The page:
Every day that passes, data becomes more and more valuable for businesses as its proper management can be translated directly into growth. Now that customer-centric approaches are the norm, and clients expect 1:1 interactions with brands that resonate with their unique needs and interests, scalable personalization has turned into the holy grail in many (if not all) industries, especially in debt collection. Here’s where data-driven engagement and AI come to play.
The latest advancements in AI have raised many eyebrows since they make mass personalization not only possible but more accessible than ever before. It’s no wonder, then, that 92% of companies are leveraging AI-driven personalization to fuel their growth.
But the journey to successful AI implementation isn’t as easy as chatting with ChatGPT. It begins by answering a vital question: "Is your data AI-ready?".
To answer that, first, we have to set the record straight.
What is Data-driven engagement?
As the name suggests, “Data-driven engagement” means approaching customer engagement strictly through the lens of data. It is about collecting, processing, and analyzing data to gain insights into customer behavior, preferences, and needs, and then using them to make better decisions when planning and implementing engagement strategies.
Data-driven engagement is becoming increasingly important in today's business climate, as changing technology, digital user behavior, and a rapidly shifting business landscape mean that brands have significantly more engagement opportunities.
What does AI have to do with it?
It is not that data became important overnight. When commerce was born (thousands of years ago), so was data and its collection. What’s different now is that we have the internet and smartphones.
Consumers create 328.77 million terabytes of data daily, and companies are stashing it like dollars under their mattresses, knowing what it's worth.
Efficiently managing these sizable datasets has become one of the most critical problems for 21st-century companies. Enter AI. Artificial intelligence and Machine Learning models can sift through big datasets while detecting risks and growth opportunities.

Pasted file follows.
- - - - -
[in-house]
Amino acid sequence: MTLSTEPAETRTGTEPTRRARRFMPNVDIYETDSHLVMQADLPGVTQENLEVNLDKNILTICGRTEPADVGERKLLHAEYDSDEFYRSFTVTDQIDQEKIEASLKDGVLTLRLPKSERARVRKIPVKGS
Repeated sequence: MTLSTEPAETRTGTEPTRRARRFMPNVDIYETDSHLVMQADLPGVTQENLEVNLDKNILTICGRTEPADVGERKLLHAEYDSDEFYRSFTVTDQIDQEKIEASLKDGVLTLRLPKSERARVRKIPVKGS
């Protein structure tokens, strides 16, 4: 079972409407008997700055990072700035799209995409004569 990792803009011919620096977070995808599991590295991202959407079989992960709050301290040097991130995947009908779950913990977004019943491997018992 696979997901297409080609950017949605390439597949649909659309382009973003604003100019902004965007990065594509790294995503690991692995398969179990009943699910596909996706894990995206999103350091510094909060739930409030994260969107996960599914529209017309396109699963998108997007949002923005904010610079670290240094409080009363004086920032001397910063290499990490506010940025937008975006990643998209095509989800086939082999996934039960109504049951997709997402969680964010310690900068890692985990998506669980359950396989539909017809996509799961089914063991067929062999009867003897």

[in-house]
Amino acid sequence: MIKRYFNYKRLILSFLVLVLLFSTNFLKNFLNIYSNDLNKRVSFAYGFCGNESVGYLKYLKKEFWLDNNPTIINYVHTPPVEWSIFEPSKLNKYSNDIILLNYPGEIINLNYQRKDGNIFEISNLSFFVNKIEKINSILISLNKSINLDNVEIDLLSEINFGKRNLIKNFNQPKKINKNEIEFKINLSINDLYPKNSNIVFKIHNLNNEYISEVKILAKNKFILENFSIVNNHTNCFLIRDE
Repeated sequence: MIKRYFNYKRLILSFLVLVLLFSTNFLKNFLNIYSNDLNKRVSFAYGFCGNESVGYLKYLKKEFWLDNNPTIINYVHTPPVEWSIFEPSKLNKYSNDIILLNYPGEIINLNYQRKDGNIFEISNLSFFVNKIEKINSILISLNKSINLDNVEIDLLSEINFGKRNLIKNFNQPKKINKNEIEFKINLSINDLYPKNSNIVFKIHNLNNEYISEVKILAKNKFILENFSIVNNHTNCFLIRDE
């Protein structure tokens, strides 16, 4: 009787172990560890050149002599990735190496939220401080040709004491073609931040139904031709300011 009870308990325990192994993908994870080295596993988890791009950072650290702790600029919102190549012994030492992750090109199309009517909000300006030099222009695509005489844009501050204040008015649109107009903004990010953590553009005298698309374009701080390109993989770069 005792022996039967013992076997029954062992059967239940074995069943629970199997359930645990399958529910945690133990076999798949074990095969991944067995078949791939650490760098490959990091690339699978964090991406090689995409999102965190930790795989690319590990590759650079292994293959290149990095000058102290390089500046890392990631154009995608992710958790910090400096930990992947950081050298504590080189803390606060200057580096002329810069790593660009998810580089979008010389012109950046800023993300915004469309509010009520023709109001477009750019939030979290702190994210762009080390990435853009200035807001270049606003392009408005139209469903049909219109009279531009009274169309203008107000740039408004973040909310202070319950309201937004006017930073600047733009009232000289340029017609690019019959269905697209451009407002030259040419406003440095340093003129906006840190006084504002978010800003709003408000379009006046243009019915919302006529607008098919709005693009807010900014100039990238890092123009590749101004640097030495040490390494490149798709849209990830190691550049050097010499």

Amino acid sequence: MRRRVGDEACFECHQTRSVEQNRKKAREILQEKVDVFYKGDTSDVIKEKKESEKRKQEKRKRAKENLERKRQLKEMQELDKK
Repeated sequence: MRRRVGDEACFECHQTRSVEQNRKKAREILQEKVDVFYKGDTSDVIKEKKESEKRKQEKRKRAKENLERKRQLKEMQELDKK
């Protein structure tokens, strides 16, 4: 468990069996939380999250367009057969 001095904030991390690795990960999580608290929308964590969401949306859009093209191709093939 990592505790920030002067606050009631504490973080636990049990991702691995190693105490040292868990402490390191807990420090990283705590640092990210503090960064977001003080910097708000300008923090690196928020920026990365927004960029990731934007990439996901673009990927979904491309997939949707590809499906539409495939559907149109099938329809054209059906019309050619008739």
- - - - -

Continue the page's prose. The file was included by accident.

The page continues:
By analyzing vast amounts of data with precision, AI enables companies to turn raw data into meaningful relationships, by personalizing experiences, predicting preferences, and engaging with customers in real time; all for a fraction of the cost.
While AI seems to be a one-in-a-lifetime opportunity to offer personalized user engagement and experiences at scale, it also comes with its challenges, so let's look at what it really means to use AI for Data-driven Customer Engagement.
Harnessing AI for 1:1 Engagement: Benefits and Challenges
When it comes to scalable personalization, giants like Amazon and Netflix are the standard, using AI to create never-before-seen user experiences. Both companies have developed AI-powered recommendation engines that efficiently recommend products or content to users based on factors like time, zone, date, device, customer viewing data, search history, cart, etc.
But that’s just the result of hundreds of millions (if not billions) of dollars invested and tens of thousands of hours of pure research and development. While access to these types of strategies gets more and more accessible with time and technological advancements, it is still far from being easy, let alone cheap.
Benefits of AI Data-driven Customer Engagement
While expecting Amazon-level returns by investing only 0.1% of what they invested is far-fetched, there are many benefits that you can enjoy by implementing AI/ML into your data-driven Customer Engagement strategy.
The Machine Learning models we are talking about are designed for the primary purpose of identifying patterns in the four types of customer data:
- Identity data: refers to basic data from the name, birth, age, gender, location, email address, phone number, up to income, industry, social media profiles, household annual spending, etc.
- Engagement data: includes how users are interacting with your website, how often they interact with your social media posts, click-through rate, conversions, traffic, email opens, etc.
- Behavioral Data: tracks purchase history, subscription renewals, cart abandonment, free trial uses, average order value, browsing devices, etc.
- Attitudinal Data: data provided by the customer first-hand, like reviews, surveys, and comments from interactions with customer service.
These found patterns can be leveraged to improve many aspects of the business. Some examples are:
- Customer Experience